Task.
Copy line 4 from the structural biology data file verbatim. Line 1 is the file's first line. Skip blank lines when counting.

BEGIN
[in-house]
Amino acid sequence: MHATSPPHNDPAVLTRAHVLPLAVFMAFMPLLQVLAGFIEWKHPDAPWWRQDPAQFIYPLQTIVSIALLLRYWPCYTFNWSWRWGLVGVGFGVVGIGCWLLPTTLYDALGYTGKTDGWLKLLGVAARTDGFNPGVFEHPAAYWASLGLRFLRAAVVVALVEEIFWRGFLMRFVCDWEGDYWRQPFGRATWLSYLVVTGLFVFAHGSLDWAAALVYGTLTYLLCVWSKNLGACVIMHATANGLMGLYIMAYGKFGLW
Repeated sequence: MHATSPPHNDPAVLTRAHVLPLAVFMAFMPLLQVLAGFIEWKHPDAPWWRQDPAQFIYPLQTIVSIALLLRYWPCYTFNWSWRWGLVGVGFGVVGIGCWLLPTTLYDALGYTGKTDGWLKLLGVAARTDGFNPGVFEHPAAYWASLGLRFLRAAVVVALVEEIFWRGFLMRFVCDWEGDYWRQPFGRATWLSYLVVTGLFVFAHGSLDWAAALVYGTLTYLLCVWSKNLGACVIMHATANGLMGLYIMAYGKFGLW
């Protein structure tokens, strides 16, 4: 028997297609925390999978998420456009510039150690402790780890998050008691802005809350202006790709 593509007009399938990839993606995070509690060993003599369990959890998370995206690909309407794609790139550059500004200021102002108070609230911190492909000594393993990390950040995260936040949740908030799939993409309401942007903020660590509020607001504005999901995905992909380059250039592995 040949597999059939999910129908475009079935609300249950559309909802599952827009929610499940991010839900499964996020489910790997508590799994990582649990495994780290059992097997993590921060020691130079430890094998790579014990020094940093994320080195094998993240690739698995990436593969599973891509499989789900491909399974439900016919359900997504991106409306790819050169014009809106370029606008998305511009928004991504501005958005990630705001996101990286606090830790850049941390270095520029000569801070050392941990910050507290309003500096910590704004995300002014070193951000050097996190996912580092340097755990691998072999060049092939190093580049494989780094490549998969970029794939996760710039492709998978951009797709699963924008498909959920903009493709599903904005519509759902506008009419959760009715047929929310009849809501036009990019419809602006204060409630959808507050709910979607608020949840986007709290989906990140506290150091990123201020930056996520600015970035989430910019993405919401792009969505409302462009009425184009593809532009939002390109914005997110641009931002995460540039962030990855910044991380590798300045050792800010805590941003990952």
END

């Protein structure tokens, strides 16, 4: 028997297609925390999978998420456009510039150690402790780890998050008691802005809350202006790709 593509007009399938990839993606995070509690060993003599369990959890998370995206690909309407794609790139550059500004200021102002108070609230911190492909000594393993990390950040995260936040949740908030799939993409309401942007903020660590509020607001504005999901995905992909380059250039592995 040949597999059939999910129908475009079935609300249950559309909802599952827009929610499940991010839900499964996020489910790997508590799994990582649990495994780290059992097997993590921060020691130079430890094998790579014990020094940093994320080195094998993240690739698995990436593969599973891509499989789900491909399974439900016919359900997504991106409306790819050169014009809106370029606008998305511009928004991504501005958005990630705001996101990286606090830790850049941390270095520029000569801070050392941990910050507290309003500096910590704004995300002014070193951000050097996190996912580092340097755990691998072999060049092939190093580049494989780094490549998969970029794939996760710039492709998978951009797709699963924008498909959920903009493709599903904005519509759902506008009419959760009715047929929310009849809501036009990019419809602006204060409630959808507050709910979607608020949840986007709290989906990140506290150091990123201020930056996520600015970035989430910019993405919401792009969505409302462009009425184009593809532009939002390109914005997110641009931002995460540039962030990855910044991380590798300045050792800010805590941003990952």